Meyers book is very good as is David prouse exam cram along with messers YouTube vids, there's a wealth of studying material out there ..
  • Snow.brosSnow.bros Member Posts: 832 ■■■■□□□□□□
    den1966 wrote: »
    I passed both exams last week after 4/5 mths of doing 2/3 hrs study most nights ..
    Meyers book is very good as is David prouse exam cram along with messers YouTube vids, there's a wealth of studying material out there ..

    Congratulation on pass!!! Well done!!!! icon_thumright.gif
  • den1966den1966 Member Posts: 46 ■■□□□□□□□□
    Snow.bros wrote: »
    Congratulation on pass!!! Well done!!!! icon_thumright.gif
    cheers mate, just get your head down and enjoy it, this forum is a hive of information as well..my 2pence worth is the 802 was much a lot harder than 801 (even though I scored better in the 802), know the trouble shooting parts like the back of your hand and you should breeze it , the 801 was mainly knowing your hardware and learn the acronyms and you should be fine ..
  • Tremie24Tremie24 Member Posts: 85 ■■□□□□□□□□
    Having an A+ cert will definitely get you some looks from employers, especially if you don't have experience or any other IT related education.
  • RoguetadhgRoguetadhg CompTIA A+, Network+. Member Posts: 2,489 ■■■■■■■□□□
    A+ is definitely the key that helped me get my current position. Lets face it:
    1. You can "Say" you can pass.
    2. You can "Show" that you DID pass.
    Number 2 is definitely better.

    There's a couple cues that passing exams show, besides the obivious he knows book information... That is something more important than being able to nail off factoids from a book:
    - You're willing to train yourself
    - You're capable of focusing to study
    - You're motivated to work to better yourself for something that may NOT pay in dividends as soon as you pass.

    A+ is a entry level exam and should be presented as such.
    In order to succeed, your desire for success should be greater than your fear of failure.
    TE Threads: How to study for the CCENT/CCNA, Introduction to Cisco Exams

  • rolando3321rolando3321 Member Posts: 36 ■■□□□□□□□□
    I used Mike Meijers book along with a A+ college class where I had another A+ book. between the two I was scoring well enough on practice test to go and take it but never did. Six months later I started to take practice test again and scored really bad.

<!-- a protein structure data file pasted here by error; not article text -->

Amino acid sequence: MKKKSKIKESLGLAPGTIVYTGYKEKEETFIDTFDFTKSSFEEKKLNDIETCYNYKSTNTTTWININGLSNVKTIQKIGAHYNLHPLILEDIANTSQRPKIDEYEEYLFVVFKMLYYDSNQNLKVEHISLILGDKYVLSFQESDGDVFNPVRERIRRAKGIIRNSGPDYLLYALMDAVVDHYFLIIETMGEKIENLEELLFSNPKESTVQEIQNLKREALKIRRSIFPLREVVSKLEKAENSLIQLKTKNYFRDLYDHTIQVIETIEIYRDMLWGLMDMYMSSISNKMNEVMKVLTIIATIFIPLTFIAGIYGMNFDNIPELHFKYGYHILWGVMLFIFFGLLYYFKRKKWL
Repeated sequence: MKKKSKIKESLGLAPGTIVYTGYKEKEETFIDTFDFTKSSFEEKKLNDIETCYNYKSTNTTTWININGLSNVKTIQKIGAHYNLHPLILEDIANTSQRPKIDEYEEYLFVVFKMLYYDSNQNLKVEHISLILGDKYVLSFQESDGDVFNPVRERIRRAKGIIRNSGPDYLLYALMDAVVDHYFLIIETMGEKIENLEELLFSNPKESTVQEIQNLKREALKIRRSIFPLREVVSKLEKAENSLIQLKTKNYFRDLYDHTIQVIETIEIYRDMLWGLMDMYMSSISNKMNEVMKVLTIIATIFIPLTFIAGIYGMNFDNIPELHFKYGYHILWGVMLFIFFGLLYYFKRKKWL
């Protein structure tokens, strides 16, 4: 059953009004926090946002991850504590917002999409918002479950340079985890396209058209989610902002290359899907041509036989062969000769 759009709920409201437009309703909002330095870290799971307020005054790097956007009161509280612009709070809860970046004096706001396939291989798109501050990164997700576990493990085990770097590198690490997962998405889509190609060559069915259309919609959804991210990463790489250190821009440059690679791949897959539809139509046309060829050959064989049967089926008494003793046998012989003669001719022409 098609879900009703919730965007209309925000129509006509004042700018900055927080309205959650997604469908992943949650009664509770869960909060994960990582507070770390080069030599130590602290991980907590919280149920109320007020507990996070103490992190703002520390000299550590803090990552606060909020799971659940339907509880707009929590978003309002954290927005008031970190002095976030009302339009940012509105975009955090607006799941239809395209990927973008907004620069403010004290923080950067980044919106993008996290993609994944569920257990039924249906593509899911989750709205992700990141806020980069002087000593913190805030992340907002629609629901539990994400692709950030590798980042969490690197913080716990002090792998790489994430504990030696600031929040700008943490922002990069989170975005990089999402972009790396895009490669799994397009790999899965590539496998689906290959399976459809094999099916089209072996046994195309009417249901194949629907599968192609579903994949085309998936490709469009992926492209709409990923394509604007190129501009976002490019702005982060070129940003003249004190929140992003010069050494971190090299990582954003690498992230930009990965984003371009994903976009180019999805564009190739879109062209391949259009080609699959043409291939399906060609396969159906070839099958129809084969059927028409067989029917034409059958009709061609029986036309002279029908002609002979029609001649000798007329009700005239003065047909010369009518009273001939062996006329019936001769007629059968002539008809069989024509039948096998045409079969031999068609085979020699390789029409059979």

Point is this!! if you study, don't stop you really got to cram it in. If you fail you always can retry, but use those practice test.

    For my Net+ I wasn't doing well with my studies after taking a college class and reading my book two times. Watched Professor Messer and he filled in the gaps that I didn't understand well. Use multiple sources.

    I never try to get my A+ because I have had a computer repair job for over a year now, but when I went to apply I had a resume in hand, was confident and the boss said " I don't care about certifications, or what you know. We will train you. It was true, what the class teaches you and real world are way different, but knowing the terms and concepts helps a lot as well.

    All that said, A+ won't land you a job as much as people would like to think, but it shows dedication. Employers are going to put a application with certs on the top of the stack to interview.

    ALSO - do anything you can to gain experience. I intern at a place for free and no college credit, and did more back work than anything. I did get to learn a few new things. I worked so hard that I got hired in temporary for a year. (During that year I got to do technical stuff and learned a lot and have something nice t put on a resume.)

    Sorry long story, just like to share my experiences because there isn't one right path.
  • joemysteriojoemysterio Member Posts: 152
    I was just hired as a computer technician/delivery guy, and I've worked apartment maintenance my whole career so far. When I interviewed, I told them that I've got many years of PERSONAL experience working with computers, that I'm basically on a hobbyist skill level. When they asked me to rate myself on a scale of 1 to 10, I told them that to be honest, I'm probably a 3 or 4. but because I'm studying for the A+ exam and hope to start at WGU in the next month or two, I feel that helped me get hired.

    they still want me to become certified, and I have no problem with that! so i'm stoked. but yeah, if you can go ahead and get A+ certified, go for it. from what I've seen from people around here, some care for it, and some don't, but IMO it can't hurt to put it in your resume no matter your skill level.

    I also hope to take the A+ exam by july 30 or 31st so I can begin work certified already. I began studying in early May using 7th edition of Mike Meyers book but then moved to the 8th edition, along with Professor Messer's videos. i'm currently looking into finding some practice exams but not sure where to look. the practice exams on Meyer's CD are easy, I'm constantly getting 94% or above... but I think that's mostly because its repeating a lot of questions...

    Well good luck!
    Current goals: CCNA/CCNP
  • DoubleNNsDoubleNNs Member Posts: 2,013 ■■■■■□□□□□
    Honestly, If you're getting ~95% on the practice exams, it might be time to just take the exam already.

    Besides, when you go to get your voucher for the exam, you often are able to get practice exams such as transcender and measure up at a highly discounted price. You might want to go that route.
    Goals for 2018:
    Certs: RHCSA, LFCS: Ubuntu, CNCF CKA, CNCF CKAD | AWS Certified DevOps Engineer, AWS Solutions Architect Pro, AWS Certified Security Specialist, GCP Professional Cloud Architect
    Learn: Terraform, Kubernetes, Prometheus & Golang | Improve: Docker, Python Programming
    To-do | In Progress | Completed